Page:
Passengers flee Amtrak train after being stuck on track for 19 hours without power or bathrooms

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    (Photo provided by Jessica Vu)

    Myesha Johnson

    The Detroit News

    Oct. 11—About 450 passengers stuck on a train Friday bound for Chicago from Pontiac and other points in Michigan for up to 19 hours are being offered a refund or a credit toward an Amtrak trip after mechanical issues led to the massive delays, a spokesman for the railroad company said.

    Amtrak reached out to customers affected by the delays, spokesman Marc Magliari said in an email Monday. The trip was supposed to be a 5 1/2 hour ride. Instead, hours later, passengers were left without lights, heat or running toilets. The delay was sparked by a power problem, Amtrak spokesman Jason Abrams said.

    “We began contacting customers from both trains over the weekend to repeat our apologies and offer them refunds or transportation credit for a future trip, at their option,” Magliari wrote in the email.

    Wolverine Train 351 departed from Pontiac around 6 a.m. and stopped west of Ann Arbor due to a mechanical issue. Train 353, also departing from Pontiac, was then attached to Train 351, operating as a double train for the remainder of the trip to Chicago. Some passengers were so frustrated, they got off before it finally reached Chicago on Saturday, just after midnight, the Associated Press reported.

    The trains stopped again Jackson, Michigan, so a passenger with a medical emergency could be treated and was there for two hours without power, passenger Katie Kobiljak, 23. told the AP.

    “You could use the bathroom, but it was like using a port-a-potty and that’s not great,” said Kobiljak.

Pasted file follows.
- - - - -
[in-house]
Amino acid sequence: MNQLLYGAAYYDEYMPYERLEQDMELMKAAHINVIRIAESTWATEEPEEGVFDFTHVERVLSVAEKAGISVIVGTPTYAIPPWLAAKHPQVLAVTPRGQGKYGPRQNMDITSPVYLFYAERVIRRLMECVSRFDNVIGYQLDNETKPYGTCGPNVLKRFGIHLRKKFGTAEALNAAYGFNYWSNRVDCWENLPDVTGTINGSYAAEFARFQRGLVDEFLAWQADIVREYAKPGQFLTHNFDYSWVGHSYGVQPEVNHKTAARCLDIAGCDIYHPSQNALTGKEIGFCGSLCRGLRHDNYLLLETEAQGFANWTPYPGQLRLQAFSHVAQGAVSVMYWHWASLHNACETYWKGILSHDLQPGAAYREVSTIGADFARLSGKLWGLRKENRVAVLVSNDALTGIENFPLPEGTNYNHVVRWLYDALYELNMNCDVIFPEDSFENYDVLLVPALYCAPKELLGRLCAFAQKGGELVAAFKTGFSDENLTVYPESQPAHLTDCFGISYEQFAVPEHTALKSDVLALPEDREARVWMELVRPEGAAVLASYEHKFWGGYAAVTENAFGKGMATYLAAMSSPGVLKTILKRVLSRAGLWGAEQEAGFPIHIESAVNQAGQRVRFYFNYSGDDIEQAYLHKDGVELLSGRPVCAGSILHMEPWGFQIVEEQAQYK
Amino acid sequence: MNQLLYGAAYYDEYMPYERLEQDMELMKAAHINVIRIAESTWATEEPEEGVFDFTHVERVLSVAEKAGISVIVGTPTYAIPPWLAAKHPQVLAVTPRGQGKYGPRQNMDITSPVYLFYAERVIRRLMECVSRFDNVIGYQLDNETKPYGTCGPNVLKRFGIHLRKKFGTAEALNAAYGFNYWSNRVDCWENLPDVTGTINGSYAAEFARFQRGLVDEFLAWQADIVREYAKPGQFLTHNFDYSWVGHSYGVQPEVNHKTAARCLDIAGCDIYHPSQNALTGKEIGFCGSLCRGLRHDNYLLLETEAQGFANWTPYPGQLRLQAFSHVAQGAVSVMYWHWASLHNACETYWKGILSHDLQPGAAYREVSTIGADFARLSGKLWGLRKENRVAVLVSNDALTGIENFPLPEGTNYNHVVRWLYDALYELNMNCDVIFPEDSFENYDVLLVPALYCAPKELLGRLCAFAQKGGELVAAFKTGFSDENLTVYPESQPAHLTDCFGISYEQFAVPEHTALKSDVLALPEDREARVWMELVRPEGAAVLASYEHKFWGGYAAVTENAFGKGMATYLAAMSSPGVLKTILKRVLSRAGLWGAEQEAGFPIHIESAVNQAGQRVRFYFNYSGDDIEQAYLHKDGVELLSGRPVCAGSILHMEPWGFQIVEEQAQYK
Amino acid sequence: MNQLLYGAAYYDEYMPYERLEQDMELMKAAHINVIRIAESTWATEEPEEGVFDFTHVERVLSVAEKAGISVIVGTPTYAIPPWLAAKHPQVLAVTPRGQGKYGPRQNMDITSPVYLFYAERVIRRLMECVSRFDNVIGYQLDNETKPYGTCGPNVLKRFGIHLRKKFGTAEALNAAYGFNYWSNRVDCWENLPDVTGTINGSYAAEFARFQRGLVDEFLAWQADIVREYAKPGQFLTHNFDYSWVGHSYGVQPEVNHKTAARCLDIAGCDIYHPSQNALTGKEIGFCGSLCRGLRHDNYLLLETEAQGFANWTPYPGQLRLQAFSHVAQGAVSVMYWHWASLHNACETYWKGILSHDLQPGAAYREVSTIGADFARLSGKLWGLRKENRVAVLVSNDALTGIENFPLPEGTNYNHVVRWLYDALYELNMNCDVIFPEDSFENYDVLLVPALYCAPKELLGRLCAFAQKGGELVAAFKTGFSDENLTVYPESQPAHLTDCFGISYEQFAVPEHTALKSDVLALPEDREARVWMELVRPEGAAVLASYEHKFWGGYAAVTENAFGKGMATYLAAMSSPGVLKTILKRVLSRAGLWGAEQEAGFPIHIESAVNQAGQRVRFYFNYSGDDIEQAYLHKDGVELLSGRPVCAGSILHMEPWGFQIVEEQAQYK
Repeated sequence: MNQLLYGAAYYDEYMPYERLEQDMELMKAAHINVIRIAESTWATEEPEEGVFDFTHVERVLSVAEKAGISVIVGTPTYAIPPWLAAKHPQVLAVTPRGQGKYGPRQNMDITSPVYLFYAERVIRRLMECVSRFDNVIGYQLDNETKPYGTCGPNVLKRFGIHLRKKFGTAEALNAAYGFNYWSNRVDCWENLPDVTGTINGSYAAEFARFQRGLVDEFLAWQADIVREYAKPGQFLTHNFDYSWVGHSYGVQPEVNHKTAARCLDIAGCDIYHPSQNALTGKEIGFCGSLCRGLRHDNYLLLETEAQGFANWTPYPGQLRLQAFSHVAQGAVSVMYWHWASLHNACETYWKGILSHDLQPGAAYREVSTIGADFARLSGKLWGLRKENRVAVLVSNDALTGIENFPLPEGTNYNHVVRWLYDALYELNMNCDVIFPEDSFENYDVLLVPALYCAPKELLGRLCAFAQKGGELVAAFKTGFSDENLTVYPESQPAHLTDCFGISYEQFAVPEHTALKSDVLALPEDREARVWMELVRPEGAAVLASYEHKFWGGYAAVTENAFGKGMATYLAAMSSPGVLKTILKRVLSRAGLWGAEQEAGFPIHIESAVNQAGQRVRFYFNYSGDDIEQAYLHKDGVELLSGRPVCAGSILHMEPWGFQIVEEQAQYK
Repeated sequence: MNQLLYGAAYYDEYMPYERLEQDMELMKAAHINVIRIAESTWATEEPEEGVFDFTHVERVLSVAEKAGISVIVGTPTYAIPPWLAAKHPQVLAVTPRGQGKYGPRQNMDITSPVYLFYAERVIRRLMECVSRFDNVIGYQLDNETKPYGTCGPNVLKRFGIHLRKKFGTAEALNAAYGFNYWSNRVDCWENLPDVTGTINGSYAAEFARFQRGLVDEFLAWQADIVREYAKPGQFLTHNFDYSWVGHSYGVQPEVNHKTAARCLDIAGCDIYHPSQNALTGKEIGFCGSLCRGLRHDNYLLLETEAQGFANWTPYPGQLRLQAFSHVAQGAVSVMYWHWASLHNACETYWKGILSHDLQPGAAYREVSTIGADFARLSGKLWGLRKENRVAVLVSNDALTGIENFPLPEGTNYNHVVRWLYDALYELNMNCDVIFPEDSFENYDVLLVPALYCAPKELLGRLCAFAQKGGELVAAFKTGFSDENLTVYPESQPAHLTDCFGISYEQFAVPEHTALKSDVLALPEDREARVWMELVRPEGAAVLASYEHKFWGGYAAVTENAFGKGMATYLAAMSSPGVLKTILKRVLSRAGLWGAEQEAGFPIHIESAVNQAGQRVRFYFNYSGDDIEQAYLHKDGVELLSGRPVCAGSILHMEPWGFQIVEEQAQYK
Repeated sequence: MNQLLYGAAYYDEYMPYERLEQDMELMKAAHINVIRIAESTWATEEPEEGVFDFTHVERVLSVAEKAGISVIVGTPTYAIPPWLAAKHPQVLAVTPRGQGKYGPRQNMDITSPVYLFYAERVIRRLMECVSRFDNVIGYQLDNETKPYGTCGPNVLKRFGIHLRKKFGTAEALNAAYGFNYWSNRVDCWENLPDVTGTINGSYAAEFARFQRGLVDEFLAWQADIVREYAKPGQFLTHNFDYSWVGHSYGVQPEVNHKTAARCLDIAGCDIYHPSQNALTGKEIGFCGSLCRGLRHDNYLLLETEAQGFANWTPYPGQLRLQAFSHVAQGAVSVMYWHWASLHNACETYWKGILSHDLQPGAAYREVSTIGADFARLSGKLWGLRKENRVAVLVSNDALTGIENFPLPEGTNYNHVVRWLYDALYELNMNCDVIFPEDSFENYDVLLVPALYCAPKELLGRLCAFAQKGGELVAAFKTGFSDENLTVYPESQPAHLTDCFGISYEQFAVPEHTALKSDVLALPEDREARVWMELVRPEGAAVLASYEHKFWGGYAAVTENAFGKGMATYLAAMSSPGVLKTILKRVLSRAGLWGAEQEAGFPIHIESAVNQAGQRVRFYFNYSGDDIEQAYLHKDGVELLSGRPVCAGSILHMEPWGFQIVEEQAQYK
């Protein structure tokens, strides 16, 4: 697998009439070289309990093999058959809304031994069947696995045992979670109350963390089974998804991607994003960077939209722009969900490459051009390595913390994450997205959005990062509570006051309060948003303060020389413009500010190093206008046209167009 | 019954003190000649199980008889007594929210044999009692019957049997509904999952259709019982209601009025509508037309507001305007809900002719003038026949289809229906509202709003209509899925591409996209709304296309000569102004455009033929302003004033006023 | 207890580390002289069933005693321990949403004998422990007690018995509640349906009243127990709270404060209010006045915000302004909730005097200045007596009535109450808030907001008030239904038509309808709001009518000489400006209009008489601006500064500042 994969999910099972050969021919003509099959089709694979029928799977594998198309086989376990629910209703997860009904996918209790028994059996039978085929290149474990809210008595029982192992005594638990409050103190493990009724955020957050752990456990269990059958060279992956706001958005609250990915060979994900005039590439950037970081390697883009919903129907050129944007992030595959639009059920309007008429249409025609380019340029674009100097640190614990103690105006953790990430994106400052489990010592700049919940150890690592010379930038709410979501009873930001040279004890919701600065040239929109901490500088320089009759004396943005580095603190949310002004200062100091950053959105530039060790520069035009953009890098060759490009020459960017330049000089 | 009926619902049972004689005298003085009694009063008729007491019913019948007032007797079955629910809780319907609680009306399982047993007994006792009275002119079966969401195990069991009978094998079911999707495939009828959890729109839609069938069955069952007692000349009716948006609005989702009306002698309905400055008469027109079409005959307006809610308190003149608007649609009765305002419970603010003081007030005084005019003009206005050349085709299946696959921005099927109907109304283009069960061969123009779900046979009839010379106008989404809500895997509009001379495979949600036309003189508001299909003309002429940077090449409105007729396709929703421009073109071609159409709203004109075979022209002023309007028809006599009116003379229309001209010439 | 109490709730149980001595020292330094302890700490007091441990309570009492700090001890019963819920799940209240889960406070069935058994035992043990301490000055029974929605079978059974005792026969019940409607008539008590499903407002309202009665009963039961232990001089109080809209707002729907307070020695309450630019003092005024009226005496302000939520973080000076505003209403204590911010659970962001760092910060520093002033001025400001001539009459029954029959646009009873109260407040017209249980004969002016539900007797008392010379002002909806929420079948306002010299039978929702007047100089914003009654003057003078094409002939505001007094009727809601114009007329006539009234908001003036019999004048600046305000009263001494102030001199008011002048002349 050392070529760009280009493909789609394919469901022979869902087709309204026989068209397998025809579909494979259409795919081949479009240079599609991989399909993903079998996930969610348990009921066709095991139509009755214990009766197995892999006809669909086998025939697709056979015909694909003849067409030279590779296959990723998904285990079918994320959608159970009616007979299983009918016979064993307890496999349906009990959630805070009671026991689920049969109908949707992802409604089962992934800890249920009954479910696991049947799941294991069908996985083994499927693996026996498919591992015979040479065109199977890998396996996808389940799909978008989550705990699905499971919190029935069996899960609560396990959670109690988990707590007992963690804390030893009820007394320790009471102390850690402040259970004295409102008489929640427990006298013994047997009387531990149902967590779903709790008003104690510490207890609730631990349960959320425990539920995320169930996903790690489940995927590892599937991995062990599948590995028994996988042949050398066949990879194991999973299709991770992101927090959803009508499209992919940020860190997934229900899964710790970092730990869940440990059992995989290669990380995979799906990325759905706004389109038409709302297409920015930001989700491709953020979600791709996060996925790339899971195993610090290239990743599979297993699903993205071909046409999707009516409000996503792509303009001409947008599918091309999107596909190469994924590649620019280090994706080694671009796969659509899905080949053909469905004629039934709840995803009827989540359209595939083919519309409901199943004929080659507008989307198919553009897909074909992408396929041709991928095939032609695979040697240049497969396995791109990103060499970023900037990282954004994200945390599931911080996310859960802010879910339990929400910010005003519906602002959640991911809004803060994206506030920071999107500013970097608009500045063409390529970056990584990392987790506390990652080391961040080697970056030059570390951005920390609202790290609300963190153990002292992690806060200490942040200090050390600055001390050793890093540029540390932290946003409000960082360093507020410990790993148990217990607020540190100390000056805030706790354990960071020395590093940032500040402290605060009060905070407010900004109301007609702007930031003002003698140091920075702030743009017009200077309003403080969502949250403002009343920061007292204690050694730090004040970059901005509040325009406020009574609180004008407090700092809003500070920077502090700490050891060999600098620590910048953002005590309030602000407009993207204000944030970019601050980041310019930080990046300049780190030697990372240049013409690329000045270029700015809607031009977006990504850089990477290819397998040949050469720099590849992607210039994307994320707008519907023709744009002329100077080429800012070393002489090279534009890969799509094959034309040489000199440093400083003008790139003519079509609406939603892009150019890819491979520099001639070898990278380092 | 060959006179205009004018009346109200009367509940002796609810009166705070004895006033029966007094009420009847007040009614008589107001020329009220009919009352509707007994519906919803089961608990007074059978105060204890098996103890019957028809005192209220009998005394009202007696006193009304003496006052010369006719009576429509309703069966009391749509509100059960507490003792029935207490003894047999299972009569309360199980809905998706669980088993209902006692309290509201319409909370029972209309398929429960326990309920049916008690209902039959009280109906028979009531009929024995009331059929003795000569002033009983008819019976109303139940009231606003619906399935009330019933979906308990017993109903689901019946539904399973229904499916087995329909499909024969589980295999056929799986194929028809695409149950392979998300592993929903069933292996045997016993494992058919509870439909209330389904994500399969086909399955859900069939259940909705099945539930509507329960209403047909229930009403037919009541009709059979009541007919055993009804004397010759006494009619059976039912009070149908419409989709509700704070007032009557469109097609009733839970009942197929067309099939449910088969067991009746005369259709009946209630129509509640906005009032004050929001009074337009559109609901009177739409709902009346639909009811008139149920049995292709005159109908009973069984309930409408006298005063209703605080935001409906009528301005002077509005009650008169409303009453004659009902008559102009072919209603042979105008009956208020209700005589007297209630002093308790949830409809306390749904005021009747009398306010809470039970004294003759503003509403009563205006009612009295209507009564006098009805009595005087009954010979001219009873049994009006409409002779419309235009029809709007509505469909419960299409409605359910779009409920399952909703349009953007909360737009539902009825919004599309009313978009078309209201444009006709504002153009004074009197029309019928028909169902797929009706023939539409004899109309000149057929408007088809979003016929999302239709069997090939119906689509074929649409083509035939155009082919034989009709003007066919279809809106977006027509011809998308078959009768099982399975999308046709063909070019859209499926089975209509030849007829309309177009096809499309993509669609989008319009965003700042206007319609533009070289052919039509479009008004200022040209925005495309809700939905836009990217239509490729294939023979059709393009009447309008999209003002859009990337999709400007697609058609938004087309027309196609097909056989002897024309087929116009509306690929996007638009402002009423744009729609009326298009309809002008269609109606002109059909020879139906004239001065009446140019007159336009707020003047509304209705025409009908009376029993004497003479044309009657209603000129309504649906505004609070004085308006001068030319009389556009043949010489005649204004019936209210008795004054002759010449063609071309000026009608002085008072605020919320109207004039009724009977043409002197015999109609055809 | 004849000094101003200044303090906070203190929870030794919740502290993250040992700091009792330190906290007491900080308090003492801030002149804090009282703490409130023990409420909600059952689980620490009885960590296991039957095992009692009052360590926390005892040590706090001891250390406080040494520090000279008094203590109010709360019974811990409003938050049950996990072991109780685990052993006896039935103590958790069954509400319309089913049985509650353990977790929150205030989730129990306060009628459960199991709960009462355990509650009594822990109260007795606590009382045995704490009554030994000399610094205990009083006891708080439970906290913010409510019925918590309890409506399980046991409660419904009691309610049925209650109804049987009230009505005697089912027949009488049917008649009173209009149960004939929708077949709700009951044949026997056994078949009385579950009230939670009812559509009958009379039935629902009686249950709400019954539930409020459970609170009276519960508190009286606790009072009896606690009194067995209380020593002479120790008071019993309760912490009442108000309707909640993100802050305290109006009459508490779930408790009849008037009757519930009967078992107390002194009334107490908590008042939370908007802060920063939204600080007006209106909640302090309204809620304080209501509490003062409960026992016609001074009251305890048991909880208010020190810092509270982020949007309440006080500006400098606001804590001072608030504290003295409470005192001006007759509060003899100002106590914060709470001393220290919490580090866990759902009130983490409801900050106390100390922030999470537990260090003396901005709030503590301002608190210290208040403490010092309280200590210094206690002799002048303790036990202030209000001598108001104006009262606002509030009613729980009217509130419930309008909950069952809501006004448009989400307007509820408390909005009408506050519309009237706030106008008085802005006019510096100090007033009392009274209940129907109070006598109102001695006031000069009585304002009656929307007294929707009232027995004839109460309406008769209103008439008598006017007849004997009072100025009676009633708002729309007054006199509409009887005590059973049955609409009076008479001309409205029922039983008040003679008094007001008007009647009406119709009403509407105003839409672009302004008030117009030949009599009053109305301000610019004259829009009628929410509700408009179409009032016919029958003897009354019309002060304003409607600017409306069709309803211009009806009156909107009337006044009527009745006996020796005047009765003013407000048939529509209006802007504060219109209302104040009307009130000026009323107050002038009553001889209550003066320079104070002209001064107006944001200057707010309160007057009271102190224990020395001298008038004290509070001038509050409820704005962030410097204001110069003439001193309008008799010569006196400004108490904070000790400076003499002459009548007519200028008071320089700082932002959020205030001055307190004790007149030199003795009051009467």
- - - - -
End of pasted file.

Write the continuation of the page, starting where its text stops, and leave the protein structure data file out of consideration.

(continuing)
Abrams said the passenger who called for medical treatment remained on the train as it continued to Chicago.

    But Kobiljak had enough and exited at Jackson.

    “So, I was on the train for nine hours and only made it like halfway through the state,” she said.

    A brake issue caused another stoppage, this time in northwestern Indiana, not far from Chicago.

    Then there was another delay due to battery problems, Abrams said.

    That’s when Michael Bambery, 48, decided to leave. He had boarded at 7:15 a.m. Friday in Ann Arbor. He arrived at his hotel about 16 hours later after paying $200 for a rideshare to finish the trip.

    “No heat, no electricity and at this point it’s dark, so no lights,” he said. “They were cracking glowsticks to give us light. The toilets are overflowing because you cannot flush these toilets without electricity, so it smells awful. It’s really cold and there’s just a skeleton crew on board.”

    Some passengers were able to open doors to the train and a couple dozen got off, Bambery said.

    Several passengers and their families took to Twitter to complain. They mentioned Amtrak and media outlets in an attempt to spur help with the train during the trip.

    The combined trains arrived in Chicago at 12:03 a.m. Saturday Central time, 13.5 hours behind Train 351’s schedule and 10 hours behind Train 353’s schedule. Both trains had over 200 passengers aboard Friday.

    Just over half a million people took the Wolverine line, which runs back and forth with stops throughout Michigan from Pontiac to Chicago in 2019 pre-pandemic, according to Amtrak. Ridership dropped nearly 70% last year, with a little over 150,000 riders.

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